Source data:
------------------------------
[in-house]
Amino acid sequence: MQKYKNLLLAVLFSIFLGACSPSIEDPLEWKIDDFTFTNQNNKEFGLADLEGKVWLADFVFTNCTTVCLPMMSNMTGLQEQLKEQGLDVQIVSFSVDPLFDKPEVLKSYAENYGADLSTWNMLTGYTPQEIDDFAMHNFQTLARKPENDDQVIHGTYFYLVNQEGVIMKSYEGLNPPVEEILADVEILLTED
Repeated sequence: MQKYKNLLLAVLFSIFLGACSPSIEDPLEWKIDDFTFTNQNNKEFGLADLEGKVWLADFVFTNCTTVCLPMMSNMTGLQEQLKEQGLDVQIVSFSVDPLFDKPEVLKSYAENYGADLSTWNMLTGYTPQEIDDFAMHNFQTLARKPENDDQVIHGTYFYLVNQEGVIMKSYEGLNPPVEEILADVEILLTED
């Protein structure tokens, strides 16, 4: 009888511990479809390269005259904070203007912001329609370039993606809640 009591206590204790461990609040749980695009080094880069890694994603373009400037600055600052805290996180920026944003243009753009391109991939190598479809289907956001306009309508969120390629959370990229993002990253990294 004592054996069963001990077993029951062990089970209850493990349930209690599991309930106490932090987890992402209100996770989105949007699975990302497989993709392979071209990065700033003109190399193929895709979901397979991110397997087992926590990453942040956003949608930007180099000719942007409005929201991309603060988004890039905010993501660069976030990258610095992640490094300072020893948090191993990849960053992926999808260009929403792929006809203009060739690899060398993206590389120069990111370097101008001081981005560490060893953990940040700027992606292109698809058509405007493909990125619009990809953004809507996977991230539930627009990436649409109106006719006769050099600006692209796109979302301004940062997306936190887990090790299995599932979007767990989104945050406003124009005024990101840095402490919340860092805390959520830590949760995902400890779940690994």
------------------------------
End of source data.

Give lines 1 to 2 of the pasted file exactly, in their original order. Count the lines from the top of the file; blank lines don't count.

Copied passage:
[in-house]
Amino acid sequence: MQKYKNLLLAVLFSIFLGACSPSIEDPLEWKIDDFTFTNQNNKEFGLADLEGKVWLADFVFTNCTTVCLPMMSNMTGLQEQLKEQGLDVQIVSFSVDPLFDKPEVLKSYAENYGADLSTWNMLTGYTPQEIDDFAMHNFQTLARKPENDDQVIHGTYFYLVNQEGVIMKSYEGLNPPVEEILADVEILLTED